Inverarity (inverarity) wrote,

Book Review: The Ghosts of Belfast, by Stuart Neville

Haunted by his victims, a former killer seeks redemption by avenging them, in the grim, corrupt world of Northern Ireland after 'the peace.'

The Ghosts of Belfast

Soho Press, 2009, 336 pages

Fegan has been a "hard man" - an IRA killer in Northern Ireland. Now that peace has come, he is being haunted day and night by 12 ghosts: a mother and infant, a schoolboy, a butcher, an RUC constable, and seven other of his innocent victims. In order to appease them, he's going to have to kill the men who gave him orders.

As he's working his way down the list, he encounters a woman who may offer him redemption; she has borne a child to an RUC officer and is an outsider too. Now he has given Fate - and his quarry - a hostage. Is this Fegan's ultimate mistake?

Originally published as The Twelve in the UK, The Ghosts of Belfast has what you call a compelling hook for an opening:

Maybe if he had one more drink they'd leave him alone. Gerry Fegan told himself that lie before every swallow. He chased the whiskey's burn with a cool, black mouthful of Guinness and placed the glass back on the table. Look up and they'll be gone, he thought.

No. They were still there, still staring. Twelve of them if he counted the baby in its mother's arms.

He was good and drunk, now. When his stomach couldn't hold any more he would let Tom the barman show him to the door, and the twelve would follow Fegan through the streets of Belfast, into his house, up his stairs, and into his bedroom. If he was lucky, and drunk enough, he might pass out before their screaming got too loud to bear. That was the only time they made a sound, when he was alone and on the edge of sleep. When the baby started crying, that was the worst of it.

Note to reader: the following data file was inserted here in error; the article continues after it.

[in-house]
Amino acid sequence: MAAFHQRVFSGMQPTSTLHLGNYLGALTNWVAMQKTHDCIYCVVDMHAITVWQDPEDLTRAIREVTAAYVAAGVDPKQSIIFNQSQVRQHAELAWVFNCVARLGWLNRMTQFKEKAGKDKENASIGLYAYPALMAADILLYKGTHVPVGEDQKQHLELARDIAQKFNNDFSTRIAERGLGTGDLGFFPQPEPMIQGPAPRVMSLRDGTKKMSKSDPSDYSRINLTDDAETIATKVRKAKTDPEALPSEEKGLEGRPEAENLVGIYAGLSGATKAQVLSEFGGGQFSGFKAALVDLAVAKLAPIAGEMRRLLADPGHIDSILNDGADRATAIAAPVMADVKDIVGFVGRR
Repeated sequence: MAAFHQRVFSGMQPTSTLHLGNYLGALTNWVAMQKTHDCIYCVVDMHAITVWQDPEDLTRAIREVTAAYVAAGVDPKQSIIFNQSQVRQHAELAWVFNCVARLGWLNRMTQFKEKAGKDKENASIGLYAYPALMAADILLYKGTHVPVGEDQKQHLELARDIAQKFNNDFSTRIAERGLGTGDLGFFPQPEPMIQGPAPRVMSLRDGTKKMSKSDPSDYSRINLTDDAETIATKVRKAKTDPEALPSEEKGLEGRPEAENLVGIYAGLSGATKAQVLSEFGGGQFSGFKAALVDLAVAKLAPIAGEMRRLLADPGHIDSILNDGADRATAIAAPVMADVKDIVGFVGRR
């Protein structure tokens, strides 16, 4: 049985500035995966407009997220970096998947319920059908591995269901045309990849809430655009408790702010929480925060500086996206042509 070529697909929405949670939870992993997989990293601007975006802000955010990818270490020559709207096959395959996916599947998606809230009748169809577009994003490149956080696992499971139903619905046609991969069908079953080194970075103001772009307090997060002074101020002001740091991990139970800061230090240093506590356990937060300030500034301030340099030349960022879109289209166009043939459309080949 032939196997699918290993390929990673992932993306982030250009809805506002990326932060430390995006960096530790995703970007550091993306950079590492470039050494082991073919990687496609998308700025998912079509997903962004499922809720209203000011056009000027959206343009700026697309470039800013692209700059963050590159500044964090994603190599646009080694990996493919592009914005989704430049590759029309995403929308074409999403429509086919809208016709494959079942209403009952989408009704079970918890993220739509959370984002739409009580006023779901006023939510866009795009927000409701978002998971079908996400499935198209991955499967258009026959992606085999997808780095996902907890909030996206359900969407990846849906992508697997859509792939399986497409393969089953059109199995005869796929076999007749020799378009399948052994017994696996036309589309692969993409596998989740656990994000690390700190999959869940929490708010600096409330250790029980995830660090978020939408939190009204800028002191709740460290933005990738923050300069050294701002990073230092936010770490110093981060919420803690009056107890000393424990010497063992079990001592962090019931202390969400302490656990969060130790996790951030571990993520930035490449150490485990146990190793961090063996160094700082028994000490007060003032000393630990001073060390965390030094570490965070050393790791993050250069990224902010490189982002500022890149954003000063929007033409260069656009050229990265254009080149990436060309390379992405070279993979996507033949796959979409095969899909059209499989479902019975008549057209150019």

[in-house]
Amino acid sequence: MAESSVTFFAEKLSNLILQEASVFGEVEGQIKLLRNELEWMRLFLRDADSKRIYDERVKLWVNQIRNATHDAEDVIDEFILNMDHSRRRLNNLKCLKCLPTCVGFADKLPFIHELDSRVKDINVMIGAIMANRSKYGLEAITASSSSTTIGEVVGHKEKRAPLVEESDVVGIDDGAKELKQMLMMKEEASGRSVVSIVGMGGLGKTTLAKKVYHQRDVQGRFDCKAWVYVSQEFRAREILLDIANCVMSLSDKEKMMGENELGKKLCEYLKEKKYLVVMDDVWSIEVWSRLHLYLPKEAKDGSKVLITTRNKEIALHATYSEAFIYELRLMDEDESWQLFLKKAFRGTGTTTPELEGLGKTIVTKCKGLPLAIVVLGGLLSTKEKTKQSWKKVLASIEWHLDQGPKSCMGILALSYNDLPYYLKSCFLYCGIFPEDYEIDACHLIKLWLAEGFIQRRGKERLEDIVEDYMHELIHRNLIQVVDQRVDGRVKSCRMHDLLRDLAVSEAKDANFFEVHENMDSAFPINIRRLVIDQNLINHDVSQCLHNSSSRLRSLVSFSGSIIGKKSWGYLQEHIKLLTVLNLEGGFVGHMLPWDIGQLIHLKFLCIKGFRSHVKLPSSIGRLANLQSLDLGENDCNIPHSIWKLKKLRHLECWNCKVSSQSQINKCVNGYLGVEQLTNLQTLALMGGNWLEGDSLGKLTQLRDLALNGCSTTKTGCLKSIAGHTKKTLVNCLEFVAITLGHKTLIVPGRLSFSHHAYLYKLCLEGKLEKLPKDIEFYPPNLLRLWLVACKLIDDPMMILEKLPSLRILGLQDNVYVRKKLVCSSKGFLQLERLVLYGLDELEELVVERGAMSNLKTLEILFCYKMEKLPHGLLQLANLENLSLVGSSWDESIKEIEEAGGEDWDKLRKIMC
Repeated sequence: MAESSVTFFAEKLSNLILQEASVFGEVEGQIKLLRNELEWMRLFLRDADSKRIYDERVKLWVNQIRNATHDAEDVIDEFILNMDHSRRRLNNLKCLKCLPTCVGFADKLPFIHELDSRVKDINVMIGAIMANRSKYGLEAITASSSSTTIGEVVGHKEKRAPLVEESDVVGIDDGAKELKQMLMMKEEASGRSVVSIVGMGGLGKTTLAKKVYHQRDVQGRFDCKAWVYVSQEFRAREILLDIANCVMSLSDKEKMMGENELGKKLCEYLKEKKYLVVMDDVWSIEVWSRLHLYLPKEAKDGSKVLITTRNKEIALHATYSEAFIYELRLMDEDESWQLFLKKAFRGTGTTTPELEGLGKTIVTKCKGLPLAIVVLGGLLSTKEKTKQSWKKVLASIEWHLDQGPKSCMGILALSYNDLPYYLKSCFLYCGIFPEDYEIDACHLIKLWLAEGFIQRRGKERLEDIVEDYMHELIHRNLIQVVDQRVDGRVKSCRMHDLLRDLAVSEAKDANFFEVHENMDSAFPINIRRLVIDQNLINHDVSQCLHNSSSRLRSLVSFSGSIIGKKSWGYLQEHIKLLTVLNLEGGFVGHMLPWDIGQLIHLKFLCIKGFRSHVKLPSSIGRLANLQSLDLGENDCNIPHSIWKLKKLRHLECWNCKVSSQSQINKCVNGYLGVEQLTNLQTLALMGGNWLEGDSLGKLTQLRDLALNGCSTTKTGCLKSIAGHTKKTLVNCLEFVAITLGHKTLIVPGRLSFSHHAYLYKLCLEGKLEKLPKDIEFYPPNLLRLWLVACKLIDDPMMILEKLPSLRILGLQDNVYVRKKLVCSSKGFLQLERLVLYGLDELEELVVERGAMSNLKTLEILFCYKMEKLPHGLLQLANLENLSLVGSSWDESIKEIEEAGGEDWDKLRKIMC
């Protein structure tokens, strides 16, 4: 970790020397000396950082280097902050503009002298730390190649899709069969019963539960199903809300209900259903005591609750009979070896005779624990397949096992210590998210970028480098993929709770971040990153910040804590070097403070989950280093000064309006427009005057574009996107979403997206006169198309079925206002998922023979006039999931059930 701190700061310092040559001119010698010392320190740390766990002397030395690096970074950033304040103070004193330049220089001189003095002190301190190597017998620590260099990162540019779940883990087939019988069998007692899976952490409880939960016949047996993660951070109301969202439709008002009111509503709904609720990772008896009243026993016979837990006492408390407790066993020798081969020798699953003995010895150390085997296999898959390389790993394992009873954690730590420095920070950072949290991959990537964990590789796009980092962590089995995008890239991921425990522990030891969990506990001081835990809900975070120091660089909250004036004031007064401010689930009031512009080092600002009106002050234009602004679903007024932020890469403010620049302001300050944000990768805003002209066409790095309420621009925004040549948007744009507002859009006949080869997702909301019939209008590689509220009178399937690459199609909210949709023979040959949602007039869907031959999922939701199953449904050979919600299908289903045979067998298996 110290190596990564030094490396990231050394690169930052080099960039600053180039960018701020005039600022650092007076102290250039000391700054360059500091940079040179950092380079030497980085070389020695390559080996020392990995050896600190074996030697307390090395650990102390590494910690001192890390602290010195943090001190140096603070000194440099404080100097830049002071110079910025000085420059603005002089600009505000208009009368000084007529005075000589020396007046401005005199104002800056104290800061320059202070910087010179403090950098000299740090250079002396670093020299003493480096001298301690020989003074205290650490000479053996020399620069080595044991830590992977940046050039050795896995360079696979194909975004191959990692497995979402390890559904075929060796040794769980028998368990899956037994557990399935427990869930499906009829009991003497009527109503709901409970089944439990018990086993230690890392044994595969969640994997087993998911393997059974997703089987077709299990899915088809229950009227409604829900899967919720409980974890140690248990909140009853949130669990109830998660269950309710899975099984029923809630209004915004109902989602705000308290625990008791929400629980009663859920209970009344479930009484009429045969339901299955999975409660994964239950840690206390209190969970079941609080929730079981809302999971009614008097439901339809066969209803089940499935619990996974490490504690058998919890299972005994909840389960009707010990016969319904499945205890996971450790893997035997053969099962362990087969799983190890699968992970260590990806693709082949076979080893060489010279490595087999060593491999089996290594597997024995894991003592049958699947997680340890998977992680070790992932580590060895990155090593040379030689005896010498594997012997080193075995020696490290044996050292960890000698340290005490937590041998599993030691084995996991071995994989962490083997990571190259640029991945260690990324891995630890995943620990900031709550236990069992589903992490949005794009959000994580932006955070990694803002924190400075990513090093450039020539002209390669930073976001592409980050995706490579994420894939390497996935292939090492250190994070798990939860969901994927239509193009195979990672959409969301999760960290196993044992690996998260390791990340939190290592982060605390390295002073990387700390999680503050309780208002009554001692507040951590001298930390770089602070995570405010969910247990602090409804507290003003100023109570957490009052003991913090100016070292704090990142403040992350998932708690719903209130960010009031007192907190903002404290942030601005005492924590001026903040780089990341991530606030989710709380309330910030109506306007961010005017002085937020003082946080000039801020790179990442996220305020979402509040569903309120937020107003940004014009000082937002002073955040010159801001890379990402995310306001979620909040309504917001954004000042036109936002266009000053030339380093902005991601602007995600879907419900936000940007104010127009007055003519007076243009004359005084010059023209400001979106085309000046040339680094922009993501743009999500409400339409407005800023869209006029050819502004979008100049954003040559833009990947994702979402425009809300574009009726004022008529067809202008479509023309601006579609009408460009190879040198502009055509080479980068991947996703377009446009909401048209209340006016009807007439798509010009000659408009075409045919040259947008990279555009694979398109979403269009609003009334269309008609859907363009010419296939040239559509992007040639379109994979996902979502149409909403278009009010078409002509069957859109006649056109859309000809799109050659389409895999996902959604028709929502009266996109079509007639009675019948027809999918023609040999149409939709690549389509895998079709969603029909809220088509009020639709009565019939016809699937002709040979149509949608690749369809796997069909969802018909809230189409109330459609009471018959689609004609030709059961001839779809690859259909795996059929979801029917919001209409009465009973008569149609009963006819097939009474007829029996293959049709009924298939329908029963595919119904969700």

Gerry Fegan used to be a "hard man" for the IRA. He spent twelve years in The Maze. Now he's out, and everyone fears, hates, and/or respects him, because once he was a scary SOB. Now he's a middle-aged drunk drowning in guilt and alcohol. The ghosts of his victims won't leave him alone.

Fegan is the most interesting character in this book that is much more plot than character. Make no mistake, he was not a nice person. But I love a redemption arc that's well told, especially because they're so rarely well told. And this one is dark and decidedly not uplifting, because Fegan comes to realize that what the ghosts want is vengeance. They won't leave him alone until he kills the people who were behind their murders. Fegan killed them, but in each case he was acting on someone else's orders, and the rest of the book unwinds each of their tales, and the seamy underworld of a Northern Ireland that on the surface is all about peace and progress and development and an end to 'The Troubles,' but behind the scenes, just like in the former Soviet Union, it's the same bloody bastards running everything.

The ghost story angle gives the book its unique hook, but this is not a supernatural thriller. In fact, it's never made obvious whether the ghosts are real or a product of Fegan's imagination, and even to the end, the reader could interpret it either way. The twelve ghosts are a constant presence, but Fegan is such a tormented, guilt-ridden soul, it's easy to believe that they exist only in his head.